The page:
Cook at Home
When living abroad, it is sensible to prepare your food at home. Regularly eating out and getting takeaway or ready-to-eat meals is not economical for a student. While indulging in outside food once in a while is fine, eating out every day is not just expensive but also unhealthy.
Learn to cook easy and quick meals that are wholesome and nutritious. Make weekly meal plans and stock up your fridge and pantry with healthy food choices. You can have fruits and sugar-free cereals for breakfast as you would be pressed for time in the mornings. Make enough food at night that you can have for dinner and next day lunch. That way, you can pack the leftovers for lunch and not worry about cooking in the morning. You can easily manage three healthy meals in a day by cooking just once at night and eating fresh fruits or quick-fix meals like eggs or sandwiches in the morning for breakfast. The perks of eating at home are not just on your pocket but your health as well.
Save Money on Shopping (Groceries & Essentials)
To cook meals at home, you need to stock up on groceries and fresh produce (vegetables, fruits, dairy). You can save money on shopping essentials in various ways. Plan your weekly shopping by creating a list of required items. Collect discount coupons and vouchers (you can find shopping vouchers online or in newspapers) and use your student ID card during check-out. Farmer’s markets and local shops are good options for veggies and fruits. Avoid random shopping of unnecessary stuff at supermarkets. You can allocate a grocery budget right at the beginning of the month, and this will help you cover the essentials and splurge on your likes every once in a while.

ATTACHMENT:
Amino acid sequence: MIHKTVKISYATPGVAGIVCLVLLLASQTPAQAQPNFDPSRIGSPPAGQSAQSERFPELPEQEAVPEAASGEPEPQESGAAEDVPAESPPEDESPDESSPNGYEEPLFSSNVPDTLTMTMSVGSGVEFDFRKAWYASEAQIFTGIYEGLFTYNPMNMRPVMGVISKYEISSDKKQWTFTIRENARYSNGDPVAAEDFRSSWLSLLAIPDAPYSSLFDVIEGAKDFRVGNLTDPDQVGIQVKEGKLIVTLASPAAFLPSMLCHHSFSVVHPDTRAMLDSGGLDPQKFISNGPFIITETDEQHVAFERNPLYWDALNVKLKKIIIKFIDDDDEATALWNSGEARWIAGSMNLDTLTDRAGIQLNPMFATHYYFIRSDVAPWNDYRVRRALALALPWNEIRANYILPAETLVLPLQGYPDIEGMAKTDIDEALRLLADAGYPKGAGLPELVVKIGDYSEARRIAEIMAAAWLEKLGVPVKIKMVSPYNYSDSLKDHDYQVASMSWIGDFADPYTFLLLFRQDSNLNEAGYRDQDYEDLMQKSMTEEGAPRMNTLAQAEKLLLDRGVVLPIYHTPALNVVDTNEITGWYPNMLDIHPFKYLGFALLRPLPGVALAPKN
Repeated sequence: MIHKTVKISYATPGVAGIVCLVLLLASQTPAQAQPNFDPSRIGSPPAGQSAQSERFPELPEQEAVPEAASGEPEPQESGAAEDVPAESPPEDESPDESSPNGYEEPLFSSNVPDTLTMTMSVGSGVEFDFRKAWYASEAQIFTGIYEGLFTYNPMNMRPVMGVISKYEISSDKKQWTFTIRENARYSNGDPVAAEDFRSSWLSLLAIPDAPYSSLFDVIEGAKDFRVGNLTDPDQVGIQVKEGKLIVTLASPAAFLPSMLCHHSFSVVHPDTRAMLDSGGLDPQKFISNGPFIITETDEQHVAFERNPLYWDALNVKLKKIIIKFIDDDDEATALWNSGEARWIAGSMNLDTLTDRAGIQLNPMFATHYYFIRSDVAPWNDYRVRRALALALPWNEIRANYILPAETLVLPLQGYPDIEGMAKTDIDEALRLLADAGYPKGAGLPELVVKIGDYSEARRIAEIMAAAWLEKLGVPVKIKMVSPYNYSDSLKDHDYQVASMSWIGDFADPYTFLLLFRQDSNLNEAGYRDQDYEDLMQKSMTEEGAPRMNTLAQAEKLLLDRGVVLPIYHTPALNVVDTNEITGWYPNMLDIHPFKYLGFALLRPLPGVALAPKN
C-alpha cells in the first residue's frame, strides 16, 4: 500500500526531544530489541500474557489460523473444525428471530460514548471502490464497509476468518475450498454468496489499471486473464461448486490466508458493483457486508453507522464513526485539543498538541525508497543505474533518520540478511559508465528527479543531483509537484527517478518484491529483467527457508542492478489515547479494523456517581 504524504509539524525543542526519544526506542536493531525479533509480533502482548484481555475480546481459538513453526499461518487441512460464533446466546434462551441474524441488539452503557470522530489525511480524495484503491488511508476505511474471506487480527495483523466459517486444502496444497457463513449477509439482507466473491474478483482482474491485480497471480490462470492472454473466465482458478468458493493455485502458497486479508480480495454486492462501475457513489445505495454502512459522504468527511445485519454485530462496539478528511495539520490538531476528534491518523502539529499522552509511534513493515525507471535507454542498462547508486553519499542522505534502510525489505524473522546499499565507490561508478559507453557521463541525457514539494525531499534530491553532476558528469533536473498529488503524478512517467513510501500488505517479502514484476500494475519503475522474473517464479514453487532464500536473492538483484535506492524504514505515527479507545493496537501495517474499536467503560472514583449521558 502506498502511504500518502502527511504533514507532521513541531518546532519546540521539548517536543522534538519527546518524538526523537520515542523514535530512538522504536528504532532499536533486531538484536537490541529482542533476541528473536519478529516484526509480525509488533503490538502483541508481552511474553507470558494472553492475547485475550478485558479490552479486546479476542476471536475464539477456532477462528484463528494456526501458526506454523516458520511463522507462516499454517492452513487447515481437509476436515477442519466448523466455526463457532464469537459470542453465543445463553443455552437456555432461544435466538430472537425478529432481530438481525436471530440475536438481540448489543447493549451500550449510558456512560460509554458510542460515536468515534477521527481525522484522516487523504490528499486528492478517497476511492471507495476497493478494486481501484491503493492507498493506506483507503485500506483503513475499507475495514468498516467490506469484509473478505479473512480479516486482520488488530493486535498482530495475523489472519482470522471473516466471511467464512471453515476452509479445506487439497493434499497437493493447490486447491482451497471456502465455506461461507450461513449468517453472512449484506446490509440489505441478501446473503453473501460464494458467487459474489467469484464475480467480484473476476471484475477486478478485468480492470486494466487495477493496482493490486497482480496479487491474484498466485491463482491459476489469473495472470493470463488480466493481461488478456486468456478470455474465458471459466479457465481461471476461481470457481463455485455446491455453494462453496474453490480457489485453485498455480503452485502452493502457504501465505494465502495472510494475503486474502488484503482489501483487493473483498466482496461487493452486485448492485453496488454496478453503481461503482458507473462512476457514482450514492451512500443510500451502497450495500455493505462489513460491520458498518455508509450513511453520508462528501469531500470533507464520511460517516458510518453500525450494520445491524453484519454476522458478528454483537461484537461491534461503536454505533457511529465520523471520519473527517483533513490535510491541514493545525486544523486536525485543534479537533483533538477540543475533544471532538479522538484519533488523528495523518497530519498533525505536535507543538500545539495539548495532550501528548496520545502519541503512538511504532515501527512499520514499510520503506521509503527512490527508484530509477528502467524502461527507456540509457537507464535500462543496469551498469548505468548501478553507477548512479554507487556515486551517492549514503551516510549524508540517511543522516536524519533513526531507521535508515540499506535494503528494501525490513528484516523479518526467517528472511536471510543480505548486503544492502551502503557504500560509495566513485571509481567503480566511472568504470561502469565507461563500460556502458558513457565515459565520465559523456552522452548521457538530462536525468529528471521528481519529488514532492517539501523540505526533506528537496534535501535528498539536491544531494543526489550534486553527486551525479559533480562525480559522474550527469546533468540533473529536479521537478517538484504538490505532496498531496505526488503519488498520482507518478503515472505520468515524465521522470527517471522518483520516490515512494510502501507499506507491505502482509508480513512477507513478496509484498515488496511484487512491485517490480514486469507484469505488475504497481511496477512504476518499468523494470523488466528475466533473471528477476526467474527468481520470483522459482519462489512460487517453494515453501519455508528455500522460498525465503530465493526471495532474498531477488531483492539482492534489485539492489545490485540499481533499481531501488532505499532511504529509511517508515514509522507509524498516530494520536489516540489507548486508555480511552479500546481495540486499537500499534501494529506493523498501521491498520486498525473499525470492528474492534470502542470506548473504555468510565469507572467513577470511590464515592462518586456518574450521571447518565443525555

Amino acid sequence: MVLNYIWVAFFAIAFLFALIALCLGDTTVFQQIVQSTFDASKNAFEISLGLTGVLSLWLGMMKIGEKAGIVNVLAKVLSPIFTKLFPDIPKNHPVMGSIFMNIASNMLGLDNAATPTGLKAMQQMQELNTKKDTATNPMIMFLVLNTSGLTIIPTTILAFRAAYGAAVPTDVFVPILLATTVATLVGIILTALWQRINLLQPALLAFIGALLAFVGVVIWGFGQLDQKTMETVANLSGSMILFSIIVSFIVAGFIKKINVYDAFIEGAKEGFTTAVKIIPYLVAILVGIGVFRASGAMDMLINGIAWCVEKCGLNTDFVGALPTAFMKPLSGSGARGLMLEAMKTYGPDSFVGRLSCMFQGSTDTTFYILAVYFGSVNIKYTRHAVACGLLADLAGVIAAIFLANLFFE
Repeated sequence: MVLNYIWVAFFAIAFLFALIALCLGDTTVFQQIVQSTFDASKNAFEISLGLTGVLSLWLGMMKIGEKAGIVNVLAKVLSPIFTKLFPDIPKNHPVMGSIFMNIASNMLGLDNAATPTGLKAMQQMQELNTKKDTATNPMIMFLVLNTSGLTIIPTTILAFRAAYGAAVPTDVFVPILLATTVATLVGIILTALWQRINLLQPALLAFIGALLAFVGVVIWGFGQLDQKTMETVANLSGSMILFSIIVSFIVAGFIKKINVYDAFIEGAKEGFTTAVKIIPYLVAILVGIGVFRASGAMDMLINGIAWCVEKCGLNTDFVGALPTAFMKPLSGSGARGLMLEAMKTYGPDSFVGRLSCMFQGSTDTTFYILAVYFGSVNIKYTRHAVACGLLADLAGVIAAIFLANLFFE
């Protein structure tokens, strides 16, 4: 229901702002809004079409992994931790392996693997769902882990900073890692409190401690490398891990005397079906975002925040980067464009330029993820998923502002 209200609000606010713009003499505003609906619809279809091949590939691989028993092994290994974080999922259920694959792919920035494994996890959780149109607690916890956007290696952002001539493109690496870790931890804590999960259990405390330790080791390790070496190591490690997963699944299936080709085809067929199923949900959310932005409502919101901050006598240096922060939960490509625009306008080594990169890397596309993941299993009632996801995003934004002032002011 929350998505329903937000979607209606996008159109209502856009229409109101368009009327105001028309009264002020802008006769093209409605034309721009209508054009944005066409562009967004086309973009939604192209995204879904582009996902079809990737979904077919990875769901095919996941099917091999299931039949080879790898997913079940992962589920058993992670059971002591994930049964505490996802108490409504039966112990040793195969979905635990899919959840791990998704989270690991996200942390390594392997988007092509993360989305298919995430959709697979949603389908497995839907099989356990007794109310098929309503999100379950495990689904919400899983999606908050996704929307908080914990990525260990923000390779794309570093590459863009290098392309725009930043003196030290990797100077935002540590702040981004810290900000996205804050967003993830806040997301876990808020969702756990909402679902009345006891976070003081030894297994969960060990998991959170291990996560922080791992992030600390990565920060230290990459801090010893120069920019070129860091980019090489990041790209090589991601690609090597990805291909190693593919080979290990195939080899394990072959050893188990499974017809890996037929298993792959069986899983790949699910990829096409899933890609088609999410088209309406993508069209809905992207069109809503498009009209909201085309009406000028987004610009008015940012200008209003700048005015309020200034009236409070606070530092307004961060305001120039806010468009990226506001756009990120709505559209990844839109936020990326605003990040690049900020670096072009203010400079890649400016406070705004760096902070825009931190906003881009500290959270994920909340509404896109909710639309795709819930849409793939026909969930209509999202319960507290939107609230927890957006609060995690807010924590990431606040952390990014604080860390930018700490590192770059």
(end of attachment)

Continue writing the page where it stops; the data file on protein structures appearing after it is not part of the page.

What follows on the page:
Some popular supermarkets in Ireland that offer good deals:
Save on Study Material (Used Books/Library)
Study material is an essential cost whether you pursue a bachelor’s or master’s program in Ireland. However, the good news is that you can save money by buying used books passed on by your seniors or friends at the university. Used books come at far lesser prices or sometimes for free. Look out for postings on these and procure them as and when available. The university libraries stock academic material from where you can borrow, take print-outs and return the books. This again is cheaper than buying new books. You can save at least up to 50% of your book costs by borrowing or buying used books.
Studying abroad is a wonderful experience as it teaches you to live and survive on your own while you pave the way for a bright future. You learn valuable life lessons along the way, the important one being ”managing your money.” Developed countries are high on the cost of living, unlike a developing nation like India, where you can buy a wholesome meal for even 30 Rs., compared to Ireland where a decent meal costs 15 Euros (around 1300 Rs.). This blog talks about tips and techniques to save money on your day-to-day expenses as a student in Ireland.
The major cost of studying in Ireland is your tuition fee. The fee amount varies on the type of degree program and the university you have enrolled into. Tuition fee is an unavoidable expense; however, you can apply for scholarships that provide partial or complete funding for your studies. For more information, read our article -”Scholarship Options for International Students to Study in Ireland.”